The study was a collaboration between researchers at Keele University’s Institute for Applied Clinical Science (iACS) and Institute for Science & Technology in Medicine (ISTM), along with Primary Care and Health Sciences (iPCHS), and the University Hospital of North Midlands NHS Trust (UHNM).

Dr Randula Haththotuwa, co-author, Academic Clinical Fellow, and trainee GP funded by the National Institute for Health Research, added: “This study is extremely important for general practice as it will highlight the importance of lifelong monitoring of women who have suffered from pre-eclampsia of cardiovascular risk factors.”

Last year, Dr Wu, Dr Haththotuwa and their collaborators published another paper identifying a link between pre-eclampsia in pregnancy and the development of diabetes in later life. The study showed that pre-eclampsia is independently associated with a two-fold increase in future diabetes. This increased risk was found to occur from less than one year after delivery of the baby and persisted to over ten years after birth. Again, this highlights the need for monitoring of women in primary care.

Tuesday, 21 February 2017

ISTM 2015/16 Annual Report

ISTM is proud to present it's 2015/16 Annual Report...

Professor Alicia EL Haj
(Former Director of ISTM)

It is always good to reflect on the year and take stock of the progress and challenges we have faced. Overall, ISTM has had an excellent year with significant advances in our research, an increase in the number staff publishing in top journals, a strong cohort of graduating postgraduate students and a clear rise in our external recognition.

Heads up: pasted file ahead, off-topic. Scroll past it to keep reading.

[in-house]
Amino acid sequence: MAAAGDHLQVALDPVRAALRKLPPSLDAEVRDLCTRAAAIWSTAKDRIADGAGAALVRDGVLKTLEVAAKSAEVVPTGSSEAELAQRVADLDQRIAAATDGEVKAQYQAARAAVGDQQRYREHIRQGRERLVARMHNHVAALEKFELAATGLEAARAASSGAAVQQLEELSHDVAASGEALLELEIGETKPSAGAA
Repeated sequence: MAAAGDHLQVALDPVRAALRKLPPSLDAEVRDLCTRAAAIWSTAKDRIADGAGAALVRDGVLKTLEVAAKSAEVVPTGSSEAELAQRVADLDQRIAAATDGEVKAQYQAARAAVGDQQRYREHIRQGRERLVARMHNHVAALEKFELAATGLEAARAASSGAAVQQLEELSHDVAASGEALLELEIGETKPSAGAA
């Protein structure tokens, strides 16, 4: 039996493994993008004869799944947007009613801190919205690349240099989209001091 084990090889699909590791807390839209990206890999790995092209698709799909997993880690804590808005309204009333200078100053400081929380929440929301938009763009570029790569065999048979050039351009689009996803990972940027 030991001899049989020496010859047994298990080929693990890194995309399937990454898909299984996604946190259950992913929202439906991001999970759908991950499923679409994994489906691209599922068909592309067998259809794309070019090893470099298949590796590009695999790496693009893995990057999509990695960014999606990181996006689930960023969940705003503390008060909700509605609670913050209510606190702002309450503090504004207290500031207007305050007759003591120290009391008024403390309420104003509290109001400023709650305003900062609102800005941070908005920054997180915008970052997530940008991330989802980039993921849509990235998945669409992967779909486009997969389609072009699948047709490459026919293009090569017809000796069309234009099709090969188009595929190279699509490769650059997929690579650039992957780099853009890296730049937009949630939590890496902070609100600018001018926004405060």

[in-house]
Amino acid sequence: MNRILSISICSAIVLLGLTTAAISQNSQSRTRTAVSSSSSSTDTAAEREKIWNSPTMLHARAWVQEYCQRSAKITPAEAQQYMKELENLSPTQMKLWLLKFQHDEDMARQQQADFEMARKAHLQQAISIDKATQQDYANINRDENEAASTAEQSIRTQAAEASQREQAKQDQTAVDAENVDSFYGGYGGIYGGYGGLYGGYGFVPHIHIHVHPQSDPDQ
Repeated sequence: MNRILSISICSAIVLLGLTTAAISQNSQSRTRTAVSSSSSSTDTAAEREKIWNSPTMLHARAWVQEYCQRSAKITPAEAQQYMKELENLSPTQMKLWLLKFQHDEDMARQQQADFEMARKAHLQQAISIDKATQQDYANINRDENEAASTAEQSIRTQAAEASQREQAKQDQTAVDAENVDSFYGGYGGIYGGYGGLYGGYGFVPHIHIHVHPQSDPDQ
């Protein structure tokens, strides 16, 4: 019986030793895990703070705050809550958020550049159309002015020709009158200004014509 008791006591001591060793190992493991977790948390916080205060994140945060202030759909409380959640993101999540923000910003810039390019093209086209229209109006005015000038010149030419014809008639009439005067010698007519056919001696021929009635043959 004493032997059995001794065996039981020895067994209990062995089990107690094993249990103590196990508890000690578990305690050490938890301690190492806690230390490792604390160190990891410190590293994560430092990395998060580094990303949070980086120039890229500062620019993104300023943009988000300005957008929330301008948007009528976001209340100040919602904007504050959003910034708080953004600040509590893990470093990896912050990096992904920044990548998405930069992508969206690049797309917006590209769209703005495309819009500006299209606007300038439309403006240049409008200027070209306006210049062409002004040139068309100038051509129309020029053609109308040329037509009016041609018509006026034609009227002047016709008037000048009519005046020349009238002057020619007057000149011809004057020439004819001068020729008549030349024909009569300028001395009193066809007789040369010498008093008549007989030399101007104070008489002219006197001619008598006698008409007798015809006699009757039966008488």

The Institute continues to be globally recognised for excellent multi-disciplinary biomedical and bioengineering research with a much heralded formula of interdisciplinary working in a hospital environment. In addition, our grant income from research council and other funding sources is expanding with the aid of our first class research administrative team. Our increase in research income resulting from an outstanding REF result is especially pleasing and has provided support for new initiatives.

With the changing enterprise agenda on campus, we have been working to expand our outreach and enterprise activities from within the Institute. Our networking with Industry continues to grow with the Impact agenda an important part of our portfolio.

This year has seen a lot of changes in the Faculty of Medicine & Health Sciences and the structure of the Institute as a whole. No organisation can stand still and new programmes and initiatives need to come through aiming towards the next REF in 2020. Nick Forsyth has taken on the leadership of ISTM looking forward. I am passing the Institute leadership into excellent hands and I hope you all will support him as well as you have supported me.

Professor Nicholas R Forsyth
(Director of ISTM)